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Caribbean moves into election mode

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Fri Dec 05, 2014

Next Monday, December 8, the Commonwealth of Dominica continues a hectic election season in the CARICOM region, which began with the Antigua and Barbuda polls in June and will stretch well into 2015.

In Dominica, Prime Minister Roosevelt Skerrit is trying for his third successive term. Pre-election polls favour his Dominica Labour Party (DLP), but one must of course await the results on polling day, since polls have been proven wrong on more than one occasion.{{more}}

Skerrit’s DLP is one of several Labour parties in the OECS fighting to maintain their long hold on power. Buoyed by the victory of the Antigua Labour Party, the incumbent Labour administrations will no doubt attempt to cash in on each and every Labour victory. It is a point well understood by the region’s longest-serving Prime Minister, Dr Denzil Douglas of St Kitts/Nevis.

Dr Douglas became his country’s youngest prime minister in 1995, just as Skerrit did in Dominica in 2004. Since then, Prime Minister Douglas has won three more elections and in the face of controversy at home, is seeking a fifth successive term in office. This, he ascribes to his, and Labour, having “the right prescription” to win elections.

This is what he told delegates to last weekend’s convention of the St Lucia Labour Party, at which he was the featured speaker. St Lucians are expected to go to the polls early in 2015 with the Dr Kenny Anthony administration seeking to repeat its victory of 2011, when it won 11 of the 17 seats at stake. Anthony had also won successive elections in 1997 and 2001, but was thwarted in his attempt for a third term in 2006.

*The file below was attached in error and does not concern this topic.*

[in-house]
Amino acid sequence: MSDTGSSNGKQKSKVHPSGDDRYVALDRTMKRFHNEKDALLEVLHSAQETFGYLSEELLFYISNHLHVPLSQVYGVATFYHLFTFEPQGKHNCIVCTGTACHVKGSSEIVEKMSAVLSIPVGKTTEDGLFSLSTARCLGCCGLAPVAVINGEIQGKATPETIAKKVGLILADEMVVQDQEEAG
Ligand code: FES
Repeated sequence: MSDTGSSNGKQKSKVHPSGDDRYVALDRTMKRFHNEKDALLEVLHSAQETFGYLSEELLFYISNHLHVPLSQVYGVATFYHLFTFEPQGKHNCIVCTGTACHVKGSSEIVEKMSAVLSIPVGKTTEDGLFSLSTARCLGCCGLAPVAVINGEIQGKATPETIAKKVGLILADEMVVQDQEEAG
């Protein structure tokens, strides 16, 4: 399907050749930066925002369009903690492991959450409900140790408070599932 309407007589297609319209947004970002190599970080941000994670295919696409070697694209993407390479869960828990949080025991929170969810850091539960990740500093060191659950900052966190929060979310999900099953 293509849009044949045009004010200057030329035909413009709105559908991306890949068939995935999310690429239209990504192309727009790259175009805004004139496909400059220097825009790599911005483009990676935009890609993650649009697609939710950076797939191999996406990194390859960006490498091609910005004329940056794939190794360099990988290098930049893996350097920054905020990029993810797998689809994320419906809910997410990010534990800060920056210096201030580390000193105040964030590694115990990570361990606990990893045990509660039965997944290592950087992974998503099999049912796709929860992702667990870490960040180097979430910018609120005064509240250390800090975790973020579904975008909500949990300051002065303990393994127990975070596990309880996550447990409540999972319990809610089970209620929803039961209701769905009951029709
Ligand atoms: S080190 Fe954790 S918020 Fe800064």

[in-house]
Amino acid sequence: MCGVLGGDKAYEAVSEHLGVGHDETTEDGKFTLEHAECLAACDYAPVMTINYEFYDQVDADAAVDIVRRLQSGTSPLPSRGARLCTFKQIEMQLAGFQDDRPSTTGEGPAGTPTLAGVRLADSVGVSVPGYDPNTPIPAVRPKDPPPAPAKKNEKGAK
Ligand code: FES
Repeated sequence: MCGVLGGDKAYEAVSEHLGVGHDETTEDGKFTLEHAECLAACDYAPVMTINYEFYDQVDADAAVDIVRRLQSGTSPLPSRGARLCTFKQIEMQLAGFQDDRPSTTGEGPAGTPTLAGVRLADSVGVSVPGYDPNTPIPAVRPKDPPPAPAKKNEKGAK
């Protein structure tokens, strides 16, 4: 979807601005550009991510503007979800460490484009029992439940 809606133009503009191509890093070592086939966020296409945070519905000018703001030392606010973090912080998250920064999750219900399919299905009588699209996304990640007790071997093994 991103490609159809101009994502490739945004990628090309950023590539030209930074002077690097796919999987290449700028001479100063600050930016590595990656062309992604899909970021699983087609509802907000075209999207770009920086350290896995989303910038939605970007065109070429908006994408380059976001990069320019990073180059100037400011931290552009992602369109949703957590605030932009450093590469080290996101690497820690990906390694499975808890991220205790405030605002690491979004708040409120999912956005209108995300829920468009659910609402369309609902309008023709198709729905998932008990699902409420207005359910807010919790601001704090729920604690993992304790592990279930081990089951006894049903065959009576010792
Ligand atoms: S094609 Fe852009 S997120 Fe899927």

Elections are also due in Guyana and Trinidad and Tobago next year. This may well also be the case in St Vincent and the Grenadines (SVG), where the Unity Labour Party (ULP) is trying for a fourth term in succession. While Dr Douglas may feel confident of his “winning prescription,” (history will prove whether he is correct), things are not so straightforward in SVG.

Here, in spite of impressive social programmes, the ULP administration is again facing a hard fight to remain in power. There are signs that it is beginning to put its election machinery in gear, in the face of repeated calls by the Opposition New Democratic Party for Prime Minister Gonsalves to “ring the bell,” that is, call the elections.

The ULP is completing a candidate selection process, part of what it calls its “renewal,” though from reports, some incumbents, earmarked for retirement, may well be having second thoughts. It will be interesting to compare the respective slates of candidates when they are completed.

The grave economic and social challenges confronting the country will present the next administration, ULP or New Democratic Party (NDP), with formidable hurdles and makes the choices that the electorate will make very important. The NDP is more determined than ever not to go under for the fourth time in a row and the keen rivalry between PM Gonsalves and Opposition Leader Arnhim Eustace gives a special edge to the upcoming contest.

With only a razor-thin margin, the ULP will have to strain at the leash to maintain its hold. Generally, as people tire of long-entrenched administrations, they are tested to hold off fresh challenges. The ULP will be no different. After virtually surrendering control of the capital city, Kingstown, in its futile bids to unseat Mr Eustace in East Kingstown, and without clearly decided candidates in Central and West Kingstown, it will be a surprise if the ULP can regain much lost ground in the upcoming months.

Then, there is the Leeward coast, where Labour needs to at least hold Central Leeward, whilst trying to make inroads in North and South with new candidates. Perhaps Dr Gonsalves will be hoping that his Kittitian counterpart can share the “winning prescription” with him.

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